The major problem however is that so few overdoes involve a single toxidrome. Most ODs are polypharm and opiates are but one of the agents on board.

If you want to look at public health initiatives that really do make a difference, read up on Supervised Injection Facilities. There are a number in Europe along with one in Vancouver, Canada and one or two in Sydney, Australia.

Edited by cprted
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sarcasm alert

just what the world of drug addicts needs. A supervised shooting gallery where they can go & use illegal drugs in safety .

they turned to heroin because the prescription opiates got much harder to obtain after we went through a 5 year span of time where it seemed like every other call involved prescription medication overdoses. Heroin is cheaper and easier to obtain on the street than diverted prescription drugs

I say give them all the blow they can shoot snort or shove up their arse. They will be gone soon enough all on their own.

Their addictions are breeding a whole new adventure in the drug treatment centers who take them off heroin and get them hooked on suboxone that is provided legally by "professionals" who are helping to lighten the states wallet by millions $$$$$$$$$$ yearly.

Now we have a whole new culture of suboxone addicts robbing houses and people to get more illicit drugs on the street.

Edited by island emt
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Police agencies in the US are increasingly carrying Narcan. The practice is becoming more widespread. I went to the American College of Emergency Physicians conference last fall and there was a guy there who had a Narcan autoinjector designed for layperson use (family, police etc...) that talked you through use of the device. (I'm not endorsing any particular product but this was the device. One of the guys who developed it is a paramedic turned physician. The other is his mechanical engineer brother. I met the doc half of the brothers. Nice guy.)

While I can't speak for other areas places where I have worked and currently work see the police more interesting in keeping people alive than in arresting them.

It's interesting, too. I've heard the same argument about users not going to the hospital because the people there are assholes. What's funny about that is that I think the users think that everyone who's not falling over themselves to help these poor, downtrodden heroin addicts... "Because I have a DISEASE!"... is an asshole. They aren't treated any differently from other patients. But when people are working to take away your high...

(As an aside I did meet one addict who came in after shooting into her hand. She was actually pretty nice. It was a slow morning. I had no other patients. We talked for an hour. She walked me through how she buys. How she prepares the solution. How she decides where she's going to inject. It was pretty fascinating. I got a better drug education from her than I've gotten in years of lectures.)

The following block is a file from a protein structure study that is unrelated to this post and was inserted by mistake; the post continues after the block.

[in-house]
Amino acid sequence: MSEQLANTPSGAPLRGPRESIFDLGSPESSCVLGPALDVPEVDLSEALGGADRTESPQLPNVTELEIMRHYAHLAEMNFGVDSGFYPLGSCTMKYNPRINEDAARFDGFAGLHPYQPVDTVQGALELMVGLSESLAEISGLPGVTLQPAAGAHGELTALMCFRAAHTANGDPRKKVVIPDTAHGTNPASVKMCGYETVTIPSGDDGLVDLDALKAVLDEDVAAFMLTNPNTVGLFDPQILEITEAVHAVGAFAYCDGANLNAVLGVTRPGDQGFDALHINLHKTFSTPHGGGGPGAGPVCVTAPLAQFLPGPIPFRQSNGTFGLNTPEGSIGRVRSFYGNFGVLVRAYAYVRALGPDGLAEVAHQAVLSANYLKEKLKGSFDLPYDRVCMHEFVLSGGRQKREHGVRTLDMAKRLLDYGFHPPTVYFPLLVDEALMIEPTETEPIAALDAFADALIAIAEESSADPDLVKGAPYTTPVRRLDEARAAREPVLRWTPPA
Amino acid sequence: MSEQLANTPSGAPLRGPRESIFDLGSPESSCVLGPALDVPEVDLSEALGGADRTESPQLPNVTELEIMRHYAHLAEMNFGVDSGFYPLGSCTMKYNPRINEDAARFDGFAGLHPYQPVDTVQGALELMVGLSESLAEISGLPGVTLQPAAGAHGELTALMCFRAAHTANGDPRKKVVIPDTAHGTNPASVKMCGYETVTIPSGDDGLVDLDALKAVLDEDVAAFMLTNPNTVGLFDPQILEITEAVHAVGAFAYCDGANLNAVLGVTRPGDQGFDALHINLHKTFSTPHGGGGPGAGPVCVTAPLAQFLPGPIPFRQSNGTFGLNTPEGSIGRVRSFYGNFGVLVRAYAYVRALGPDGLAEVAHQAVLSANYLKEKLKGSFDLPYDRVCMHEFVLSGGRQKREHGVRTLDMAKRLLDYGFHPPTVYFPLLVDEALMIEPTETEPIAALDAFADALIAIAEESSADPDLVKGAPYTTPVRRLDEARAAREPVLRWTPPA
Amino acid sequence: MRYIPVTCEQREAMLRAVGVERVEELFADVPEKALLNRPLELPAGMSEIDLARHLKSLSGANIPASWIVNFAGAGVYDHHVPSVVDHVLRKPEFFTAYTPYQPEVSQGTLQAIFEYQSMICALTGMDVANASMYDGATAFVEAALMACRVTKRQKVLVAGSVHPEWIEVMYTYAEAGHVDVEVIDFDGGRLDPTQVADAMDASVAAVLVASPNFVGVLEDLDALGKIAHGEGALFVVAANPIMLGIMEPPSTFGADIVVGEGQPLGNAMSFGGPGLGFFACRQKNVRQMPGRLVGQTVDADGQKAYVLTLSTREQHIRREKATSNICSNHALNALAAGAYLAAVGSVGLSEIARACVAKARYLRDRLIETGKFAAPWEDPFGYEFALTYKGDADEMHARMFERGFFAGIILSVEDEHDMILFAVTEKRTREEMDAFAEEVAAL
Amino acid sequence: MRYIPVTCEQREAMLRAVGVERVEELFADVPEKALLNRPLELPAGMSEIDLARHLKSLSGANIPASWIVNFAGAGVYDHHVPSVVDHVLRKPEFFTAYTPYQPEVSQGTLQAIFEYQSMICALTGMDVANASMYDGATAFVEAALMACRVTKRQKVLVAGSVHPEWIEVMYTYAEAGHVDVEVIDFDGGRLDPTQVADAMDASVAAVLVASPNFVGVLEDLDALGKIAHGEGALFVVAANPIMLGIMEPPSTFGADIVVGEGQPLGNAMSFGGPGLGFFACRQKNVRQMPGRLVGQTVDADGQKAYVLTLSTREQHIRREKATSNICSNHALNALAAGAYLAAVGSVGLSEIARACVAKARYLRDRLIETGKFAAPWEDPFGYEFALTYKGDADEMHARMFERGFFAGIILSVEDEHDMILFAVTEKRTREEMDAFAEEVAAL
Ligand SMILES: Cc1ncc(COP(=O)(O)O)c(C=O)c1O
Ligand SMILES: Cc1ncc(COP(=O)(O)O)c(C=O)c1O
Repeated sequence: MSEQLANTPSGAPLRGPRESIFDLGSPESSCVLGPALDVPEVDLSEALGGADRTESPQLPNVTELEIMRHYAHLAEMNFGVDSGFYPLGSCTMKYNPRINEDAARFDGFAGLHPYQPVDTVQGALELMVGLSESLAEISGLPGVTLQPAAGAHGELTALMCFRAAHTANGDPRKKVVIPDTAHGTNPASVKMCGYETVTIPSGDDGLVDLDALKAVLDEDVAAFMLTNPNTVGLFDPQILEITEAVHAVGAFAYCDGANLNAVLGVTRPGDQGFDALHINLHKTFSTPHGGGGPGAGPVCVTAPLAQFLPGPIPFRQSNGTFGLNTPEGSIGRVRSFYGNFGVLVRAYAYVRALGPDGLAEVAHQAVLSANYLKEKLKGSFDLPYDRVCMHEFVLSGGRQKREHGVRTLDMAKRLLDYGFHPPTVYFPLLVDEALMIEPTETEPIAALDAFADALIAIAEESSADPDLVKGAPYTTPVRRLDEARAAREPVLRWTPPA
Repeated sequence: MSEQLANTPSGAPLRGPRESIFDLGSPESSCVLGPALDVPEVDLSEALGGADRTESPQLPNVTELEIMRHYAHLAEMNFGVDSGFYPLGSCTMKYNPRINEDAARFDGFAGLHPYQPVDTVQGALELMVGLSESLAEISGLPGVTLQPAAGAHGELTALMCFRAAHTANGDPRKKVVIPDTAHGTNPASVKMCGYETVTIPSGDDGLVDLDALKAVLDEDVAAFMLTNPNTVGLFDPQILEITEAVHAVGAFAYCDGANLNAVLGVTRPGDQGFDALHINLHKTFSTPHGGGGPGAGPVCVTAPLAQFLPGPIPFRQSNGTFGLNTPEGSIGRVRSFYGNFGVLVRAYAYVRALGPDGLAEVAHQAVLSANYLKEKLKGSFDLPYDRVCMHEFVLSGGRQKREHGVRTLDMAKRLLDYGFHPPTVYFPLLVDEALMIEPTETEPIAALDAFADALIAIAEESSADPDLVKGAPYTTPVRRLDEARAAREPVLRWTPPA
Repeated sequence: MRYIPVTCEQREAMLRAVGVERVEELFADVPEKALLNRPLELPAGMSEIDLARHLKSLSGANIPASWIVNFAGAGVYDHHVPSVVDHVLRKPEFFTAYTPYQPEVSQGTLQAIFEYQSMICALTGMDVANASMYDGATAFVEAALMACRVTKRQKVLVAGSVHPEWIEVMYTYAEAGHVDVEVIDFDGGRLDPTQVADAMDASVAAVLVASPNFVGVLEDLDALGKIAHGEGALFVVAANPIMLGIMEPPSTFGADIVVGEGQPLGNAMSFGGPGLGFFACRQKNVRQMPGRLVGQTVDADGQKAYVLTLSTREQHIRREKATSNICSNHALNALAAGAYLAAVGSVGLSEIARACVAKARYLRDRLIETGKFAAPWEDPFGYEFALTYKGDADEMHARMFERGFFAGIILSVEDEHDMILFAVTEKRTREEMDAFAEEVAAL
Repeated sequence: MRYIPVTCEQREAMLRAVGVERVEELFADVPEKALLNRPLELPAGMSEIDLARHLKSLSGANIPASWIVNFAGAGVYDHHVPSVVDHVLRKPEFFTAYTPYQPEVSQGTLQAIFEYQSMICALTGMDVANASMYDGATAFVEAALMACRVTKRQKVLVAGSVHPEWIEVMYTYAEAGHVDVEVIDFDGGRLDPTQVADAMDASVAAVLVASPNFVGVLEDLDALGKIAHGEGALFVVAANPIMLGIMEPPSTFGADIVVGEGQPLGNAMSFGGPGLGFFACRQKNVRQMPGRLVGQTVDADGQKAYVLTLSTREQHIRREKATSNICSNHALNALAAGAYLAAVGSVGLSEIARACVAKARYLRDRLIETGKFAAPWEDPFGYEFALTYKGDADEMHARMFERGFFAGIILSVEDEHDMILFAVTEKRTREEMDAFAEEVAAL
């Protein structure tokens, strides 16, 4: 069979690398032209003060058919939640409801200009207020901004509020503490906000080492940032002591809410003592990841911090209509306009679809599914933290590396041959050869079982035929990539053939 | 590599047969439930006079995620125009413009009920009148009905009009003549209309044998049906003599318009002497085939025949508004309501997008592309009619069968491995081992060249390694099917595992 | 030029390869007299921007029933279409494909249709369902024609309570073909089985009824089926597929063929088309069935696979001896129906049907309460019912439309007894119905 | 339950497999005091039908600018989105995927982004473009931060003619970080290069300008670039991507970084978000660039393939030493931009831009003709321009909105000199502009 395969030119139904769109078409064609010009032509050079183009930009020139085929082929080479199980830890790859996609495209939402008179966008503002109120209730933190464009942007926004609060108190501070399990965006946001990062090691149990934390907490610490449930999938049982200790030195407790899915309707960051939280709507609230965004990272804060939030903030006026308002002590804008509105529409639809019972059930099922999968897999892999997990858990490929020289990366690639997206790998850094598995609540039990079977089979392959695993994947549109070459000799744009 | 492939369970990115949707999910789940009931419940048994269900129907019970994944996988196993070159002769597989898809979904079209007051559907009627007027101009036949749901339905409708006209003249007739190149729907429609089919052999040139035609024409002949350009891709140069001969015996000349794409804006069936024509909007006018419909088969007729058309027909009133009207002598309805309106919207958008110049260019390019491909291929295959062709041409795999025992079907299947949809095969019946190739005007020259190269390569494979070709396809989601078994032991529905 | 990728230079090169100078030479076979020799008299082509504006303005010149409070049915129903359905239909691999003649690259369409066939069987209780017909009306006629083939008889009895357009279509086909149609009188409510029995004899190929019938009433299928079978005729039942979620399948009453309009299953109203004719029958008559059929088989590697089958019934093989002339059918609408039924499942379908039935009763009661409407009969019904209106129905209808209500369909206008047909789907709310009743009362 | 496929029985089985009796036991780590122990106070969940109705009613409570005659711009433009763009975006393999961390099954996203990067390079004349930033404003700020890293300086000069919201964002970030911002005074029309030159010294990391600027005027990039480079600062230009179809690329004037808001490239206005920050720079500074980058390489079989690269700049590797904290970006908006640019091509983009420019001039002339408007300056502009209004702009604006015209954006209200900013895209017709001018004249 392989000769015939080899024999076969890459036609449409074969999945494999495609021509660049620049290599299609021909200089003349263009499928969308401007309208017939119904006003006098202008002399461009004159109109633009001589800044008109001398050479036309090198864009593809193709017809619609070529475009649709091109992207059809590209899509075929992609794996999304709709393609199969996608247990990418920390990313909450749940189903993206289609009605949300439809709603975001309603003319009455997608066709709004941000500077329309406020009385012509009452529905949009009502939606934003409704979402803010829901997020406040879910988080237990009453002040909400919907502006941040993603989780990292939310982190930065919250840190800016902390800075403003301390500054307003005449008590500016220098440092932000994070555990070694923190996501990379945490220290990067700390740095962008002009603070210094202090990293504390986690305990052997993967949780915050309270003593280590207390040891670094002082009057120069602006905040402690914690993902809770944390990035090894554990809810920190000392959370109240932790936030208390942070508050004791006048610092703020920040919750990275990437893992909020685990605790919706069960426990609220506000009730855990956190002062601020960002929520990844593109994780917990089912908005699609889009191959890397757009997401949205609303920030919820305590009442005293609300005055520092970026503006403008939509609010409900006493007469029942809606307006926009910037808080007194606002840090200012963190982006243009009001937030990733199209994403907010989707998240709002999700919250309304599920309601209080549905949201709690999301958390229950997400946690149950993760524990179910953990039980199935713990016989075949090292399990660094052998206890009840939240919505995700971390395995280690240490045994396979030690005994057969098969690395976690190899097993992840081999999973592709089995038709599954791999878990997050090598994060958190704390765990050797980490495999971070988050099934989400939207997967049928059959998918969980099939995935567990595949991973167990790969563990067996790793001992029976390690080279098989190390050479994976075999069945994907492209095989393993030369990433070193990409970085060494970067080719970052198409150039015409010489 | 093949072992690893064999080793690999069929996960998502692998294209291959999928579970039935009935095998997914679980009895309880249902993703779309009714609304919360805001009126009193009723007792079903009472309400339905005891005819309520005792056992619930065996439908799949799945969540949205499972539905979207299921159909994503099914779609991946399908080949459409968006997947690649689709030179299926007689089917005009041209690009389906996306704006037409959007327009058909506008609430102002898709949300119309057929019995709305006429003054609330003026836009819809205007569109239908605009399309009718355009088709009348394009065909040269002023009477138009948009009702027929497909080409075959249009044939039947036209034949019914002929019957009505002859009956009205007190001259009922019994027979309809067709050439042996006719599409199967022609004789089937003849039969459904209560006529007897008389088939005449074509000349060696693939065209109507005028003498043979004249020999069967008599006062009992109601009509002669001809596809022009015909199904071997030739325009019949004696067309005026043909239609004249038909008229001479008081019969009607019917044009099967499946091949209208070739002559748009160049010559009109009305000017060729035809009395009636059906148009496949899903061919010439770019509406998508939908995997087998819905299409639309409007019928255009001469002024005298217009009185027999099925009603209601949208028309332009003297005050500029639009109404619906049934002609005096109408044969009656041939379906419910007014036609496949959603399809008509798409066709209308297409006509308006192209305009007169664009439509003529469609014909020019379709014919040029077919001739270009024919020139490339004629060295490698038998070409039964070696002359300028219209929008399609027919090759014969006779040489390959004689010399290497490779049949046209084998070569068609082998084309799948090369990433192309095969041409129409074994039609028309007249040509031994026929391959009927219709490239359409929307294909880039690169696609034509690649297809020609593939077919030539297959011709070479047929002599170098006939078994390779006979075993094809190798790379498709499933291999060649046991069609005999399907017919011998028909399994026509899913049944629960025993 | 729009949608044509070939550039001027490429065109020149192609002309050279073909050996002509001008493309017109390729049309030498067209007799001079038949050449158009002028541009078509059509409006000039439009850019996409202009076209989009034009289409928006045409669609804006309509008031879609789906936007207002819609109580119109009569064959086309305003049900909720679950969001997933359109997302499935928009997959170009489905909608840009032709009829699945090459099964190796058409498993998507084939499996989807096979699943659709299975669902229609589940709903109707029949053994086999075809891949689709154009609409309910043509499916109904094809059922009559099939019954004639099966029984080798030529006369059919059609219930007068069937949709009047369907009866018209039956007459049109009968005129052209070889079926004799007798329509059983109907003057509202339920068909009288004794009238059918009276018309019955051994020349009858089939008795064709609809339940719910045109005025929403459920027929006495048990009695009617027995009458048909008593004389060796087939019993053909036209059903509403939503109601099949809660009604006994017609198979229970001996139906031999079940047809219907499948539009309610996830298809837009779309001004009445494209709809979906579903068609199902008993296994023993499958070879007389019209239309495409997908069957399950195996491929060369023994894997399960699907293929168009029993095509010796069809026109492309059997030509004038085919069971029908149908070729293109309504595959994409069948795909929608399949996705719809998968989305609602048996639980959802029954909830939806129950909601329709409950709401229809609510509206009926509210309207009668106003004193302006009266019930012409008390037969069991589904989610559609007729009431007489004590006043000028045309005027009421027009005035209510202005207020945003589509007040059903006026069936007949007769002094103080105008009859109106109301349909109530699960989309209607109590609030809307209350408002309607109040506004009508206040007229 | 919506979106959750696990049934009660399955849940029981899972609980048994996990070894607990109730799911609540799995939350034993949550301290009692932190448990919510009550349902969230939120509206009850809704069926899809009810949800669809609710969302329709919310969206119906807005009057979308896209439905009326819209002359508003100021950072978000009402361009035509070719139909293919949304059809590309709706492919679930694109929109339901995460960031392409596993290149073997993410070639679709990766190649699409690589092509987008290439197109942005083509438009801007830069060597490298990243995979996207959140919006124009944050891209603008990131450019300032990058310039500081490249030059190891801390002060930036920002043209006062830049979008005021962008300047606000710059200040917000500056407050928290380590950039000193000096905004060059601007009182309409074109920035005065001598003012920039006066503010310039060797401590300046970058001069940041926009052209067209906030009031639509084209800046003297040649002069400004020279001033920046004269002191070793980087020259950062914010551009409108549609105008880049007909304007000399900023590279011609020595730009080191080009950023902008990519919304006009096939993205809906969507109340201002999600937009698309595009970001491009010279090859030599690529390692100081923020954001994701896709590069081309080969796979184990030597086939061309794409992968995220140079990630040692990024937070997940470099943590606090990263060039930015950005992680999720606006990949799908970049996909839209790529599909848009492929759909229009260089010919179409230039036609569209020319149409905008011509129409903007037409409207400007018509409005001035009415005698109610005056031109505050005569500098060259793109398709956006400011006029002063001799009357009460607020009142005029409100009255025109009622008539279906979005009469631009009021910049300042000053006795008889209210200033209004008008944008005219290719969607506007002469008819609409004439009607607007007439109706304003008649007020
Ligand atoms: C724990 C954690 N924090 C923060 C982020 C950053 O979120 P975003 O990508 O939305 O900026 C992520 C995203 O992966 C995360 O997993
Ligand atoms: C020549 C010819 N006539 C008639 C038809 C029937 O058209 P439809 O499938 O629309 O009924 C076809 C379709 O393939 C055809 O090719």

There was a NYTimes article on supervised drug injection locations last year. I thought the article talked about a place in Washington but it was really about a place across the border in Vancouver, BC.

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I would challenge your assertion that drug users don't call 911 when they or another drug user overdoses. They do. Not as much as they probably should, but they do call. Maybe the police have a slightly different mentality up north of the 49th, but when the police attend OD calls, they're not worried about arresting people. I would say the largest barriers to addicts seeking help from heath care providers is the attitudes of health care providers themselves. The number of times I've had addicts refuse transport because, "they're all assholes in the hospital, they treat me like shit because I'm an addict," is astounding.

Again, maybe this happens more North of the 49th than south, but street narcan kits are quite prevalent up here. It's a little kit with 0.8mg of Naloxone preloaded in a syringe. I'm sure with IN naloxone becoming more common, the street kits will transition to that form over time.

The major problem however is that so few overdoes involve a single toxidrome. Most ODs are polypharm and opiates are but one of the agents on board.

If you want to look at public health initiatives that really do make a difference, read up on Supervised Injection Facilities. There are a number in Europe along with one in Vancouver, Canada and one or two in Sydney, Australia.

Junkies don't call 911 as often as they should, or stick around to help the patient (CPR in someone in respiratory arrest or severe respiratory depression works people) as often as they should...but a lot of times they do. The cops...unless someone there is being a douchebag or something blatantly bad is going on (the 16 year old girl laid out in a roomful of dirtbags...not that that EVER happens... :angry: ) or you work in some small place where a heroin OD is such a big bad thing...most cops are not going to waste their time busting someone for a couple bags of heroin. It's a pain and waste of time for them and the vast majority I've seen would rather be doing something better. There's even some states that have passed laws so that if you call 911 for an OD you CAN'T be arrested on drug charges.